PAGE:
Due to the fact that the voluntary commitment made by the German Banking Industry Committee (Deutsche Kreditwirtschaft – DK) and the German Derivatives Association (DDV) was broadly adhered, BaFin has decided on 5 December 2017 after a nine-month monitoring period not to prohibit the distribution of credit linked notes (bonitätsabhängige Schuldverschreibungen) to retail clients.
December 2016: The industry's reaction to the announced distribution ban
At the end of July 2016, BaFin had announced its intention to exercise its right to prohibit a financial instrument for the first time: this act referred to the marketing, distribution and sale of credit-linked notes (previously – according to BaFin misleadingly named – Bonitätsanleihen, now bonitätsabhängige Schuldverschreibungen). The industry had not only commented to these plans as requested, but presented a self-commitment for the issue and distribution of these products in mid-December 2016 and thus reacted to the investor protection concerns raised by BaFin. Based on ten principles, the industry – as represented by the DK and the DDV – has committed itself to, inter alia, improving transparency and advice about risks, increasing quality control for the selection of the reference entity and restricting their distribution to investors with a higher risk appetite.
January to September 2017: BaFin's monitoring of 106 newly issued retail credit linked notes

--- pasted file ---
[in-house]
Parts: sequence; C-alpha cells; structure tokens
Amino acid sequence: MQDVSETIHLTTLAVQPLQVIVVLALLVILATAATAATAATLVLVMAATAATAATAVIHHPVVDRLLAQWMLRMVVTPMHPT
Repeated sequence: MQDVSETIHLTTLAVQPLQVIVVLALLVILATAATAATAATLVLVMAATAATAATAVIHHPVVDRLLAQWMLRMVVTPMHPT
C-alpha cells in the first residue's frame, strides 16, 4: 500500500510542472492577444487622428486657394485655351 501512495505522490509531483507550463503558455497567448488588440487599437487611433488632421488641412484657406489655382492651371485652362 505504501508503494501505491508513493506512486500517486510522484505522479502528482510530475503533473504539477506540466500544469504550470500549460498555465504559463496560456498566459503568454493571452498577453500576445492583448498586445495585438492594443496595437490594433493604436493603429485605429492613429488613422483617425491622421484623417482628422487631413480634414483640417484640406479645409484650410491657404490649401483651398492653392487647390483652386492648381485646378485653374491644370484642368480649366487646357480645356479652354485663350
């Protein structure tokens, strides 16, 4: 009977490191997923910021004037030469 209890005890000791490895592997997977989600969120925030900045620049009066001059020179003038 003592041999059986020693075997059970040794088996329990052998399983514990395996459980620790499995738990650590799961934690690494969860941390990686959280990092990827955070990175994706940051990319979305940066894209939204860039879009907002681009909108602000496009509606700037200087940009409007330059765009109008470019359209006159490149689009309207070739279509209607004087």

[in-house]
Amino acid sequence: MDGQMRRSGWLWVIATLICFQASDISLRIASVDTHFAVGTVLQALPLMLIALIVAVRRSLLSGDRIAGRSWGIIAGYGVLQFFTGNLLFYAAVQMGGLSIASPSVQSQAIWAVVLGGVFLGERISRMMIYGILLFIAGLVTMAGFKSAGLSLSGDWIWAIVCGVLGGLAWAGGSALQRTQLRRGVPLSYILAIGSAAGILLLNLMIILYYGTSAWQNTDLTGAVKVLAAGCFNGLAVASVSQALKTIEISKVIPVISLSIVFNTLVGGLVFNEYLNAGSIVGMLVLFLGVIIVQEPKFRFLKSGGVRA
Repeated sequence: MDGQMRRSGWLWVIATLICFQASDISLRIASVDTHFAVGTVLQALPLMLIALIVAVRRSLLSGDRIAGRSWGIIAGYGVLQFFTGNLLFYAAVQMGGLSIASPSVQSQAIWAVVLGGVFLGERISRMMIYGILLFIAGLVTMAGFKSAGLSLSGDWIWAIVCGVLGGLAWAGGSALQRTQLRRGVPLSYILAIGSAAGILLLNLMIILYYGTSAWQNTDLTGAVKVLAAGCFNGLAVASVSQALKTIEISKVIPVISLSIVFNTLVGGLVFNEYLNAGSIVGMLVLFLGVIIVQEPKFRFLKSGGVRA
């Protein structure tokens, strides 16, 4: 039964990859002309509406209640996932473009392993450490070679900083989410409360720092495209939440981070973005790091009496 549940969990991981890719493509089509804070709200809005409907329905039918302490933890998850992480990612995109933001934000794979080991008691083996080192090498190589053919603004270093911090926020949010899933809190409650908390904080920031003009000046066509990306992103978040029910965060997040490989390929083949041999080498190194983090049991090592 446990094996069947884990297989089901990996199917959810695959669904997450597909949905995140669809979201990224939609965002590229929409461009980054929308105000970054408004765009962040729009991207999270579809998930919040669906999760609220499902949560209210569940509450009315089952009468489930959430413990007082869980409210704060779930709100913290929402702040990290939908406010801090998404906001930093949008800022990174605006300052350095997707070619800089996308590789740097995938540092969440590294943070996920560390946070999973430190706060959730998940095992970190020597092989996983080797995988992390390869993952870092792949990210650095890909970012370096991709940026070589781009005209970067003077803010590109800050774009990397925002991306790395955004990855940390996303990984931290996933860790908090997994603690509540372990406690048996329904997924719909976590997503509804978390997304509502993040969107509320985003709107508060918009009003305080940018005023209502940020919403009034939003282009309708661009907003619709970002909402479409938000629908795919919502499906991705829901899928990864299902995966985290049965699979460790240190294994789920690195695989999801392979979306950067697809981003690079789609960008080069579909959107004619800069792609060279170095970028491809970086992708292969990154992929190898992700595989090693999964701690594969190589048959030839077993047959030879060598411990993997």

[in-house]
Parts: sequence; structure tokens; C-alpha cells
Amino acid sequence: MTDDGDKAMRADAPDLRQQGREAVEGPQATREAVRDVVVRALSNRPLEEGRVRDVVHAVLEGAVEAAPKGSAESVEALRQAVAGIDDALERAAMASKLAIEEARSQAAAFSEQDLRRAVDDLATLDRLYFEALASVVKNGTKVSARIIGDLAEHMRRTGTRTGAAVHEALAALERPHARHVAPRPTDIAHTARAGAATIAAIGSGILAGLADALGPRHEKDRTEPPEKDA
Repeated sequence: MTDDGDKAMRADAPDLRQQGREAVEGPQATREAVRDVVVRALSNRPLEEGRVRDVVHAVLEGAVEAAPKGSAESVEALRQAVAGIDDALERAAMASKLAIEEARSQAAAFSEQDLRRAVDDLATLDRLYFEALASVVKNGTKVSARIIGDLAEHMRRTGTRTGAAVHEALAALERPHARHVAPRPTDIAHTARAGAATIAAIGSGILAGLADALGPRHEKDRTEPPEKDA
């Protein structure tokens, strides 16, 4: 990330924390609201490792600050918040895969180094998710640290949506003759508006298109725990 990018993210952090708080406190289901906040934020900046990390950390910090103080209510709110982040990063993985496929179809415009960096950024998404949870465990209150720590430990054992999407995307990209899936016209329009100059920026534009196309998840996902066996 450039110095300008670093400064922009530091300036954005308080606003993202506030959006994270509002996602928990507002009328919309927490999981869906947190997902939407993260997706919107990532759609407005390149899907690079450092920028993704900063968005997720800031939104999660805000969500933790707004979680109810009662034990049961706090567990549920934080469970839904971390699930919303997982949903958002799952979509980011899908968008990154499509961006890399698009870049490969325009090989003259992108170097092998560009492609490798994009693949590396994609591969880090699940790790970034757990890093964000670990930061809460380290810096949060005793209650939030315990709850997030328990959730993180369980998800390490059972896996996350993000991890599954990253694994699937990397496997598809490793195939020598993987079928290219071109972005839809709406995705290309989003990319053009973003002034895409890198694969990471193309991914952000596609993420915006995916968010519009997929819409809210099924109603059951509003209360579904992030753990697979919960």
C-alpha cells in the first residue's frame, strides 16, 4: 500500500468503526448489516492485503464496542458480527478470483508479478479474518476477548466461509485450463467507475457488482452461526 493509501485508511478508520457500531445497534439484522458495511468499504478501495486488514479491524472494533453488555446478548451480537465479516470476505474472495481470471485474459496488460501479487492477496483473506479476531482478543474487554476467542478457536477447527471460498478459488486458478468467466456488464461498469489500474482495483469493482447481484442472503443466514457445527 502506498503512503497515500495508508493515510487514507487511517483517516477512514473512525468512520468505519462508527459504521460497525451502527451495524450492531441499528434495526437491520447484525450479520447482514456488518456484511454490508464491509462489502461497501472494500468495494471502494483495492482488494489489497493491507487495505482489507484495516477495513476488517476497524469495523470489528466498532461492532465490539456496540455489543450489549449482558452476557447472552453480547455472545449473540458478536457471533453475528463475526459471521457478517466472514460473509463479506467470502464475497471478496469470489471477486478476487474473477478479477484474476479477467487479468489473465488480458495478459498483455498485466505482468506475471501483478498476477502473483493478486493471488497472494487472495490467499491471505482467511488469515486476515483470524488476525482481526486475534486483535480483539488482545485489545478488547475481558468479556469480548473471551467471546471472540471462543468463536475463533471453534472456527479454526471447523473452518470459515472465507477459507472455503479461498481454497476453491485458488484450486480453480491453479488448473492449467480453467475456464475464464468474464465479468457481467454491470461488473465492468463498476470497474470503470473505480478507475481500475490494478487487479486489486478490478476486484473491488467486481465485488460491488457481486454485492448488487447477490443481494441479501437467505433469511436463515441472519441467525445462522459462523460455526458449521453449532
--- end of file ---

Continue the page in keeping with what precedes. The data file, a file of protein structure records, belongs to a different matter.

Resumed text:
Consequently, BaFin deferred the planned prohibition and intensively examined during the following six months whether the package of measures proposed by the industry would be effective: this was carried out by checks on securities prospectuses and product information sheets, inspection of advertising and information material as well as product descriptions on the issuers' websites, on-site inspections to ascertain the observation of the principles regarding distribution and evaluations of the investment advice minutes. Overall, the Authority monitored a total of 106 newly issued credit linked notes from a number of issuers.
Sufficient retail investor protection achieved by the certificates industry's voluntary commitment
After having concluded this intensive monitoring phase, BaFin has made its final decision not to introduce a prohibition, but will continue to review adherence to the voluntary commitment as part of its regular market and product supervision. Elisabeth Roegele (BaFin's responsible Chief Executive Director) concluded that this process as seen with retail credit linked notes exemplifies that "BaFin can significantly improve investor protection without introducing a prohibition". Please click here to read more about BaFin's decision.